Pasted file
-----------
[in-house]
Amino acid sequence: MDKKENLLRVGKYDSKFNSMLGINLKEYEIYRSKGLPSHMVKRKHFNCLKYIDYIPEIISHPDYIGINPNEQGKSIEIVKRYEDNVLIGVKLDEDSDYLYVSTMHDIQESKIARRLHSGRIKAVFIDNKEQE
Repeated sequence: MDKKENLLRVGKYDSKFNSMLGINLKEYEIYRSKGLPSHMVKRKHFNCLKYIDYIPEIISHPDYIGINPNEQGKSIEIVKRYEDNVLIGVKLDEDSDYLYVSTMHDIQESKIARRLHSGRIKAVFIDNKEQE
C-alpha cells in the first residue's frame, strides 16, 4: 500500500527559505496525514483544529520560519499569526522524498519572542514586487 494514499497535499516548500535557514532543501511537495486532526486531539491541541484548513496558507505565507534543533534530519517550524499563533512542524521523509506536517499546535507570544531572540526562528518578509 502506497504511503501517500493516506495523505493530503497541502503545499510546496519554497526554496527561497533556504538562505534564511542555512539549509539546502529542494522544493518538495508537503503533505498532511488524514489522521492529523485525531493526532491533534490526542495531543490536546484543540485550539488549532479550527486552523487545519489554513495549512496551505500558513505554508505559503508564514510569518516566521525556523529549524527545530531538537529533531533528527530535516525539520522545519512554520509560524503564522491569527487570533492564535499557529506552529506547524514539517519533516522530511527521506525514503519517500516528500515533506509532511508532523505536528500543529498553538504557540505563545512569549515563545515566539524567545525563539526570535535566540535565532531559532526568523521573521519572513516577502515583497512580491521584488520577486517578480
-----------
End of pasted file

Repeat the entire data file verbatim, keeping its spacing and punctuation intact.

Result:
[in-house]
Amino acid sequence: MDKKENLLRVGKYDSKFNSMLGINLKEYEIYRSKGLPSHMVKRKHFNCLKYIDYIPEIISHPDYIGINPNEQGKSIEIVKRYEDNVLIGVKLDEDSDYLYVSTMHDIQESKIARRLHSGRIKAVFIDNKEQE
Repeated sequence: MDKKENLLRVGKYDSKFNSMLGINLKEYEIYRSKGLPSHMVKRKHFNCLKYIDYIPEIISHPDYIGINPNEQGKSIEIVKRYEDNVLIGVKLDEDSDYLYVSTMHDIQESKIARRLHSGRIKAVFIDNKEQE
C-alpha cells in the first residue's frame, strides 16, 4: 500500500527559505496525514483544529520560519499569526522524498519572542514586487 494514499497535499516548500535557514532543501511537495486532526486531539491541541484548513496558507505565507534543533534530519517550524499563533512542524521523509506536517499546535507570544531572540526562528518578509 502506497504511503501517500493516506495523505493530503497541502503545499510546496519554497526554496527561497533556504538562505534564511542555512539549509539546502529542494522544493518538495508537503503533505498532511488524514489522521492529523485525531493526532491533534490526542495531543490536546484543540485550539488549532479550527486552523487545519489554513495549512496551505500558513505554508505559503508564514510569518516566521525556523529549524527545530531538537529533531533528527530535516525539520522545519512554520509560524503564522491569527487570533492564535499557529506552529506547524514539517519533516522530511527521506525514503519517500516528500515533506509532511508532523505536528500543529498553538504557540505563545512569549515563545515566539524567545525563539526570535535566540535565532531559532526568523521573521519572513516577502515583497512580491521584488520577486517578480